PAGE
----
Long live free and united Balochistan

Long live free and united Balochistan

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Goodbye Pakistan - Malik Siraj Akbar

During the past eight years, we, the indigenous majority people of Balochistan, the largest resource-rich province in Pakistan, have experienced extraordinary brutalities. The Pakistani forces have killed the best of our politicians, doctors, lawyers, professors, journalists, and students. During the ongoing conflict, I have lost some of my best friends. Friends with whom I shared my dorm room; those with whom I ate lunch and worked as a journalist. Many of my friends have disappeared while the others are going through trauma.

As a liberal, progressive journalist, I have always advocated a peaceful political solution to the conflict in Balochistan but Islamabad never paid attention to our suggestions. The government agencies killed several Baloch journalists, blocked my online newspaper, The Baloch Hal, threatened to kill me, ran massive abusive online campaigns against me.

Pakistan loves Balochistan’s resources but not its people. A Baloch, whether educated or uneducated, is, at the end of the day, considered as a ‘traitor’. There were so many times I proposed in my articles that insanity should stop and Pakistani forces should end the killing of Balochs. Instead, the post-Musharraf Balochistan has witnessed the new gruesome phenomenon of kill and dump. At least 250 Baloch youths have been tortured to death in the last eight months.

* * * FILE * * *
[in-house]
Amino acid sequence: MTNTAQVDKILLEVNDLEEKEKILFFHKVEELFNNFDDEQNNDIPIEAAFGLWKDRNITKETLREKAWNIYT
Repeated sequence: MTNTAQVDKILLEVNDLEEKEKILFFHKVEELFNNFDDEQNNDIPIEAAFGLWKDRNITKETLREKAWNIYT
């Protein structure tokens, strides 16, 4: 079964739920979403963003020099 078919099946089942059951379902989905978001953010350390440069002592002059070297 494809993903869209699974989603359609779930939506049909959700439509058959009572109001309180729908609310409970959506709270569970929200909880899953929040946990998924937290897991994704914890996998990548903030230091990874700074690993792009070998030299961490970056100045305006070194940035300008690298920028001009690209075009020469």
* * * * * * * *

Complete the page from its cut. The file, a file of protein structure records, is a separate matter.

I have always considered myself as a brave reporter but my friends tell me there is a very fine line between bravery and stupidity. But I chose to become a journalist because I wanted to fight injustice.

As a young endangered Baloch journalist who is still committed to exposing human rights violations, particularly from Balochistan, I am announcing a very difficult but important decision of my life. I would like to humbly and respectfully thank the government of the United States of America for granting me asylum in this country where I am sure I will not be judged “by the color of… skin but the content of … character.”


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